The latest Economist/YouGov poll says that 53% of Republicans now think Donald Trump is a better president than Abraham Lincoln. This number is as astonishing as it is disconcerting as it is cringe-worthy. And there’s every reason to believe that it’s accurate. But this number does not at all mean what it sounds like it means.
While I like to see multiple new polls say the same thing before presuming it’s true, there’s no reason to presume that this particular new poll is false. At the least, there’s no other polling data that conflicts with it. So let’s give this poll the benefit of the doubt. What does it tell us about the overall American voting populace?
There are roughly 32 million registered Republicans in the United States. 53% of that is roughly 17 million. So we’re talking 17 million people, out of the 250 million Americans who are of voting age. In other words, this poll tells us that not much more than 5% of Americans think Trump is a better president than Lincoln. Even if you want to quibble with registration numbers, you’re still going to end up with a single digit number.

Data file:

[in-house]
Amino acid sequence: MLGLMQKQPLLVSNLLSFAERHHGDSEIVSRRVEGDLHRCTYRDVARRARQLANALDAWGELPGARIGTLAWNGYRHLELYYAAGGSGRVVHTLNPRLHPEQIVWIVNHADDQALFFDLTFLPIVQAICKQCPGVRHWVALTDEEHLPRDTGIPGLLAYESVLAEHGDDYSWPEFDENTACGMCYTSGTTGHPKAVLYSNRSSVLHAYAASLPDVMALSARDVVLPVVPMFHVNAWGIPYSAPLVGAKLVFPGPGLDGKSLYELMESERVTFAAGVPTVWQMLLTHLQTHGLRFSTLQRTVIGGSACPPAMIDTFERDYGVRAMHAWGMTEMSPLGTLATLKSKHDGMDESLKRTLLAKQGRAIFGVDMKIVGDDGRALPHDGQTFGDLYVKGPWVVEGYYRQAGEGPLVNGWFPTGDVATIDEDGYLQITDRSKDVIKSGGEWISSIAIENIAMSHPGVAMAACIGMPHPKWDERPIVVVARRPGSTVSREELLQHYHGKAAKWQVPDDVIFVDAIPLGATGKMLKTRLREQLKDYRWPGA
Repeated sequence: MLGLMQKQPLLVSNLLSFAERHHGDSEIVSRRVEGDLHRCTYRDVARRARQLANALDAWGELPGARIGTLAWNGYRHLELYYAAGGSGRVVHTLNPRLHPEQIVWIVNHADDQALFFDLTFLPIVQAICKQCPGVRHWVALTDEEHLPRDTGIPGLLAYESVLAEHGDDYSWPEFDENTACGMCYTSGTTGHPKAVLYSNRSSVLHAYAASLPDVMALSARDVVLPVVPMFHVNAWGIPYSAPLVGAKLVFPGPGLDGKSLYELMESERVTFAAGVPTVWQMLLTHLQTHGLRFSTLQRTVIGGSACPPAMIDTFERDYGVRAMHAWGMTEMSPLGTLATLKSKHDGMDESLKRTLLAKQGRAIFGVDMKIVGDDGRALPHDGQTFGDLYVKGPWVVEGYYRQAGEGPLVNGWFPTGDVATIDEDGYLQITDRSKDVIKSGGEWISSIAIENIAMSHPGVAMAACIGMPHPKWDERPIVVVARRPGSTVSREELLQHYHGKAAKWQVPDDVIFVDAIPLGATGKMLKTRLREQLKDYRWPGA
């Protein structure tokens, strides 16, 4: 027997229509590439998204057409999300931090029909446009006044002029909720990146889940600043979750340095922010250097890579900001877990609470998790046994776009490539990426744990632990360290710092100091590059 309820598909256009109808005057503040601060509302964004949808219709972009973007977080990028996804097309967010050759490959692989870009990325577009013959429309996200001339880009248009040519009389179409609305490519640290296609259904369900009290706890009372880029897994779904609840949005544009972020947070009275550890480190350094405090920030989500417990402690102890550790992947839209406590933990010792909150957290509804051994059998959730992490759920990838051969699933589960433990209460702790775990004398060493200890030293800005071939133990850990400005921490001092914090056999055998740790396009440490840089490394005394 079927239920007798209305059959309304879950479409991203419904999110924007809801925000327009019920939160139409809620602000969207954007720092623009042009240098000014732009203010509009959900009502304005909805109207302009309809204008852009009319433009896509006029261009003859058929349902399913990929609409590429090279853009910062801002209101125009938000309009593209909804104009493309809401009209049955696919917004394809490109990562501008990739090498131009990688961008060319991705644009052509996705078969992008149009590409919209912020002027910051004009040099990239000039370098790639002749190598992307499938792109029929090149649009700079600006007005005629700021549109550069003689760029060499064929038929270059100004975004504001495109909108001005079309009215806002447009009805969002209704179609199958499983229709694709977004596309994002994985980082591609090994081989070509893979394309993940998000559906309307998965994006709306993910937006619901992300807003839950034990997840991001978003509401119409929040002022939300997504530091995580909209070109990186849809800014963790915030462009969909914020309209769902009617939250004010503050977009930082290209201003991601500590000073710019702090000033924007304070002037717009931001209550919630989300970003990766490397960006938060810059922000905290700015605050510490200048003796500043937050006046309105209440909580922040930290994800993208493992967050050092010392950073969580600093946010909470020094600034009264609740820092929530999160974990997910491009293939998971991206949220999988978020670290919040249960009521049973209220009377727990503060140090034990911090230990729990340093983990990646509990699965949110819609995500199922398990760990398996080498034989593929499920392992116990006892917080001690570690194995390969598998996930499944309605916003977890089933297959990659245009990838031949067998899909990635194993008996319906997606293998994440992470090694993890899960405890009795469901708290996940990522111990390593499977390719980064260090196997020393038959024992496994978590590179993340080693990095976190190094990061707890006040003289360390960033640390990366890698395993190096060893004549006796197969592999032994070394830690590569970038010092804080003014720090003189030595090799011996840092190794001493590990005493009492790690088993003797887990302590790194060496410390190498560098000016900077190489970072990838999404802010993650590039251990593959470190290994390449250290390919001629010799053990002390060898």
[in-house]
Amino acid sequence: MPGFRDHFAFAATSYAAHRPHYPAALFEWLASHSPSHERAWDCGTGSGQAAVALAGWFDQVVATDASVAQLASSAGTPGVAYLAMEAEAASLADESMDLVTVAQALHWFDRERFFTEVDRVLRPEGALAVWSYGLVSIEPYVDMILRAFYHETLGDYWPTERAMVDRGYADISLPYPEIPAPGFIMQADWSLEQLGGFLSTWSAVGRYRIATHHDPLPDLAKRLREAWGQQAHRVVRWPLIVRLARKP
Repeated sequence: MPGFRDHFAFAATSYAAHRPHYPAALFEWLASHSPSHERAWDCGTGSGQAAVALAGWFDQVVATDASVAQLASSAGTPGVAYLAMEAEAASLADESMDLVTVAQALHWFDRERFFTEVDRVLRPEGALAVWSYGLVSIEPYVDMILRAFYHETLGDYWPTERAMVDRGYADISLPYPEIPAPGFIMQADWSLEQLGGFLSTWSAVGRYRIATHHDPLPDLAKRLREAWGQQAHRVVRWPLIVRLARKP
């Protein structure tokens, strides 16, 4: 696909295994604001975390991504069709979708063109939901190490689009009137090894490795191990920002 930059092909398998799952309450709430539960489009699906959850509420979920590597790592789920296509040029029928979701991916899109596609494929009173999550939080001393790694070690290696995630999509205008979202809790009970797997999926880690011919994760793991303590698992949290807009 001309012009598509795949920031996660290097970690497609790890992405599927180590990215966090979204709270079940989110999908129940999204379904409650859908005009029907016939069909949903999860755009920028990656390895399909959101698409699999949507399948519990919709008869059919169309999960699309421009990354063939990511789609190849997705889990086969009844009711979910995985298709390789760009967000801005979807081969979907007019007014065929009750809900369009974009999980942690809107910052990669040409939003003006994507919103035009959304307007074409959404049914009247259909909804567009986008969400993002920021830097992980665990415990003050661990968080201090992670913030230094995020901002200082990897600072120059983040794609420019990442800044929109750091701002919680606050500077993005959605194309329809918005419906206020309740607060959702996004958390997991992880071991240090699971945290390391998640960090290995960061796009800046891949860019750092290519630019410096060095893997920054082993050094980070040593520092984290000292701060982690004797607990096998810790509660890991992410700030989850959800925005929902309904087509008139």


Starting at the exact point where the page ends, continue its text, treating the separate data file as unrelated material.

In other words, this group of people is electorally irrelevant. Donald Trump didn’t get elected because of the single digit number of people who think he’s the messiah. He won’t get reelected because of a single digit number of people. They’re already locked into voting for Trump, and they’re already factored into his overall very weak poll numbers. So these folks will have no impact on the election whatsoever.
If Donald Trump does win reelection, it’ll be because of his quasi-supporters outside of his base, who have never loved him, and still aren’t sure what to think of him, and could end up doing a variety of things in 2020 (unenthusiastically voting for him, unenthusiastically voting against him, staying home). It certainly won’t be because a statistical handful of deeply deranged people think he’s the greatest president of all time, as disturbing as they may be.
Bill Palmer is the publisher of the political news outlet Palmer Report